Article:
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Saturday, March 26, 2011

Connecting The Dots: Taipei Completes Major Bike Project

Taipei Urban Bike Path (Green)

The Taipei Times is reporting that Taipei has just completed the Jingmei section of bike trails to finally connect 111km of trails around the city. This is an admirable achievement by any measure as it works to create and expand the available space allocated for cycling, but I would temper my enthusiasm in light of how other global metropoles have better allocated their financial resources to integrate cycling into the urban environment.

With the completion of the 1km bike trail on the right bank of the Jingmei River in front of Shih Hsin University, cyclists can take a ride along the Tamsui, Keelung, Xindian and Jingmei rivers that connect the Muzha (木柵), Neihu (內湖) and Beitou (北投) areas.

Taipei Mayor Hau Lung-bin (郝龍斌) joined hundreds of cyclists yesterday morning at Jinmei Bridge to celebrate the completion of the “last mile” of the city’s riverside bicycle trails, and promised to keep the trails safe and eco-friendly for city residents.

“After we complete the last mile of the trails, city residents can take a ride from Taipei Zoo to Tamsui, or to Bitan Lake in Xindian without having to compete for space with cars and scooters. Riverside parks and recreational areas are also more approachable,” he said.

It is clear that, despite the "green" label, the concept behind the NT 1.86 billion dollars spent on bicycle transportation grids is almost completely fixated on sports and leisure, and divorced from the idea of the bicycle as an alternative form of urban transportation. Taipei's bicycle infrastructure is entirely focused on traversing Taipei's different outlying tourism areas.

In related news, the Council for Economic Planning and Development said yesterday that with the cycling craze continuing unabated, Taiwan has already built 1,323km of bike paths and has connected all the paths in the northern region.

The council estimated this total would increase to 3,823km of paths by 2012.

The council said it started to plan for a bicycle path network in 2002 with the aim of building a healthy and superior sports and leisure environment. The council invested NT$1.86 billion (US$63.2 million) on the planning and construction of the bike paths.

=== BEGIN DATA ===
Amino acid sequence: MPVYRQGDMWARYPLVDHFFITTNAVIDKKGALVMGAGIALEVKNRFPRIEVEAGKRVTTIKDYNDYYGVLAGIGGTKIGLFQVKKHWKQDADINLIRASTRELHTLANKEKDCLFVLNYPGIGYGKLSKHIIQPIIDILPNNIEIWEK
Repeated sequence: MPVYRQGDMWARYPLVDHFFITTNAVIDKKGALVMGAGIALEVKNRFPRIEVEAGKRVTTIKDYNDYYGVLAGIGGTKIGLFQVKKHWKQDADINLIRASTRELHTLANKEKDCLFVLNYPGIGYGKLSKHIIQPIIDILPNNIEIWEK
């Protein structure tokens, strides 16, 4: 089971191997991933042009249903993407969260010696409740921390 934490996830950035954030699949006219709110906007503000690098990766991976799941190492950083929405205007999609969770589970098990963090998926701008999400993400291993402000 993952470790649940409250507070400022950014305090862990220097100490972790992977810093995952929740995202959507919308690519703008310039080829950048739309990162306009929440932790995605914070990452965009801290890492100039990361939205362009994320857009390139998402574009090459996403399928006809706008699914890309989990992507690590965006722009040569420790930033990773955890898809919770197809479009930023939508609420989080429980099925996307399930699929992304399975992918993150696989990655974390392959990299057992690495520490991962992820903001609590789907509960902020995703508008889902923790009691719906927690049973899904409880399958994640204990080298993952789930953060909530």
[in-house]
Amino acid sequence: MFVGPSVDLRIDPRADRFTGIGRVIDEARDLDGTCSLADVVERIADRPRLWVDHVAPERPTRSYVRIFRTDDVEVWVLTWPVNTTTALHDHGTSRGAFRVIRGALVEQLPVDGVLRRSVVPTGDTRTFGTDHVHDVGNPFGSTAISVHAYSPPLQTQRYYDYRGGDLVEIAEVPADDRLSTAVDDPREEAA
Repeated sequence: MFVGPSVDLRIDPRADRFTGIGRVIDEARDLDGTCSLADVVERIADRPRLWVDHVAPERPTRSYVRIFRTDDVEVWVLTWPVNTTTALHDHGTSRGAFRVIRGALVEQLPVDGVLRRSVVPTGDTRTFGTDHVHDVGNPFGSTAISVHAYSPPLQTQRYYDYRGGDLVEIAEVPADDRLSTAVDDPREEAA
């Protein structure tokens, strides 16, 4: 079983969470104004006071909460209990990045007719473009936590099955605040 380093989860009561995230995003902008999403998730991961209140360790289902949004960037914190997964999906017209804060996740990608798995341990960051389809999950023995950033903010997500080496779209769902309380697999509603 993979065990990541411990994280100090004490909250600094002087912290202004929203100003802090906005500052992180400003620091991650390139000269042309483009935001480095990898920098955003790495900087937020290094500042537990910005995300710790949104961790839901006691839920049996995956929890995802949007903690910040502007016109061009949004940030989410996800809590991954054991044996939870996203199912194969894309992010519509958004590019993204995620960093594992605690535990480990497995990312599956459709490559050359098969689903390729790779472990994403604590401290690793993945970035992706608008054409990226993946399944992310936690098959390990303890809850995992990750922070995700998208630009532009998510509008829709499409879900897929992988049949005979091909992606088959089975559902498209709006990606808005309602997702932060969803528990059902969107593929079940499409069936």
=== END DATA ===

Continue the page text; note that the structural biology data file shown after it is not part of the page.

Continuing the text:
I have previously drawn comparisons to other major metropoles and their bicycle plans, and I have speculated on who benefits from the drive for more tourism and tourism infrastructure.

Michael Turton from The View From Taiwan provides an excellent and timely commentary on ECFA and the recent importance of tourism to offset Taiwan's choice to forfeit its most competitive industries. The bicycle is set to play a major role in expanding Taiwan's future as a tourism and entertainment provider.

With so many of these projects funded by the taxpayer; projects which will eventually benefit big business, politicians and those who feed off politicians (someone's big brother), there is surely a need for cyclists to take a closer, and more critical look at these projects, their aims and also their liabilities. Bike are fun, but they are also big business and big politics. I hope Taiwan's riders are paying close attention.

Can there be better, more effective ways to spend tax dollars that can benefit more people and actually contribute to reducing pollution? Is big business too involved in driving these projects that use public funding? Who are the biggest beneficiaries of these projects?

Food for thought.


  1. Andrew, I think it is all well and good to paint the green bike paths. But, someone needs to tell the Taiwan drivers. I mean look at the pic, just made and already ignored by taxi, bus and whoever else feels like they want to drive there. In a word Pointless!!

  2. I bet none of the money ever spent to educate Taiwan drivers to respect cyclists' right!

  3. Right! The only reason traffic is a problem, is that it is allowed to be a problem.